Paired Discussion Questions on Act One
Each pair of students assigned a question will develop a well-edited, carefully worded paragraph response to be taken up in class next time.
1. Why does Jack Worthing, JP [Justice of the Peace] call himself "Ernest" instead when he is in "town" (London)?
2. Why is Miss Fairfax referred to as "The Honourable Gwendolen Fairfax"? Why is this form of address used only formally and never colloquially?
3. Why has Algernon invented an invalid friend named "Bunbury"?
4. Gwendolen is obviously as haughty and headstrong as her mother; how, then, can Lady Bracknell assert some measure of control over her?
5. Jack has an insurmountable impediment to marrying Gwendolen in his background: what, as Lady Bracknell sees it, is this problem? How does she propose that he resolve this problem>
6. How does Wilde use the subject of cucumber sandwiches to reveal the characters of Jack and Algy?
7. How does Wilde satirize the vacuous mentalities and lifestyles of the British aristocracy in Lady Bracknell's interview with Jack?
8. How does Wilde use Jack's cigarette case pique his friend Algy's curiosity and thereby set up the initial complication of the action?
9. How does Wilde use the cigarette case to facilitate the exposition of the dramatic action?
10. Why does Jack intend to "kill off" his fictitious brother if Ernest has been so useful to the bachelor-cum-guardian?
11. The character of Algernon Moncrieff reflects the public persona of the dramatist himself: in what ways in Algy like Wilde?
12. Why is the classical allusion in which Wilde compares Lady Bracknell to the Gorgon particularly apt?
13. The other classical allusion, to the Emperor Augustus, is more oblique: why did Wilde choose the name "Augusta" for Lady Bracknell?
14. Why is it appropriate that Lady Bracknell should ring the doorbell in a "Wagnerian manner"?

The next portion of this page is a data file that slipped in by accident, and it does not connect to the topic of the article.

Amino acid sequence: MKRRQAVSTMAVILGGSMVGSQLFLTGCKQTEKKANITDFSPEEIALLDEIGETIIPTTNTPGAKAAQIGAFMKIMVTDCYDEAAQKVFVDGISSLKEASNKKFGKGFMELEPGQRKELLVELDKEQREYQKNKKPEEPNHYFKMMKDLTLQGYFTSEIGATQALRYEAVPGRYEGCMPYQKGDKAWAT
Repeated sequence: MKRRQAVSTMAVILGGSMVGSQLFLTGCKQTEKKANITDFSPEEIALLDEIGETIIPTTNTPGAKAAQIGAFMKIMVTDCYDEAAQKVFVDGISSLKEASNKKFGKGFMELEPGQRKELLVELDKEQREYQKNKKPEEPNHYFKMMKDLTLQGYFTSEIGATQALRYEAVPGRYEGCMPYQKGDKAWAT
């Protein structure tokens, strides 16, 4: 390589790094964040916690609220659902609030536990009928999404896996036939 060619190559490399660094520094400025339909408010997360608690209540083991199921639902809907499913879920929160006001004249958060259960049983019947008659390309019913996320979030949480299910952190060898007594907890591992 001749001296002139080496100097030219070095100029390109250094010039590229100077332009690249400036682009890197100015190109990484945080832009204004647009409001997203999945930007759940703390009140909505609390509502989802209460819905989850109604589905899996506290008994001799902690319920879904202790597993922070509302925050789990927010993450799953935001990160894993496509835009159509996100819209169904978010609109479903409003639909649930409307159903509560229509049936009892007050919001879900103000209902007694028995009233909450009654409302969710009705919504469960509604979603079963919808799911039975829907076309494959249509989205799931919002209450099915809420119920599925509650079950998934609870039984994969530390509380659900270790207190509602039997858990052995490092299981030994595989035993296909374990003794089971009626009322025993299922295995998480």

15. What does Wilde reveal about Lane, "The Gentleman's Gentleman"?
16. What do such place names as Tunbridge Wells, Shropshire, Grosvenor Square, Belgrave Square, and Half-Moon Street, Mayfair, reveal about the characters?
17. What is the essence of such Wildean aphorisms as the following?" "[Women flirting with their own husbands] looks so bad. It is simply washing one's clean linen in public."
18. What point is Wilde making about journalism in general and reviewers in particular when Algernon remarks, "You should leave that [literary criticism] to people who haven't been at University. They do it so well in the daily papers"?
19. Jack describes himself politically as a "Liberal Unionist." This contemporary allusion to the Irish Question is really a criticism of a breakaway faction of the Liberal Party. Look up the term, then explain how Wilde uses the reference to imply his own political convictions while simultaneously criticizing Jack's.
20. Analyze the situation at the end of the first act, including Algy's overhearing Jack's real country address, to predict what will happen in the second act.
Paired Discussion Questions on Acts Two and Three
1. "Gwendolen and Cecily are not so much opposites as complements." Explain this remark by reference to their speeches and actions.
2. Early on in Act One Jack Worthing articulates the difference between city life and country life. Show three ways in which the life of the country (as exemplified by the Manor House, Woolton, Herfordshire) is very different from the bachelor life of The Albany, London.
3. Like Jack, Algy leads a double life, utilizing an escape mechanism when necessary to free himself of a life of social obligation and lead a life of unrestrained pleasure. Explain their differing motivations, but how both are "confirmed Bunburyists," nevertheless.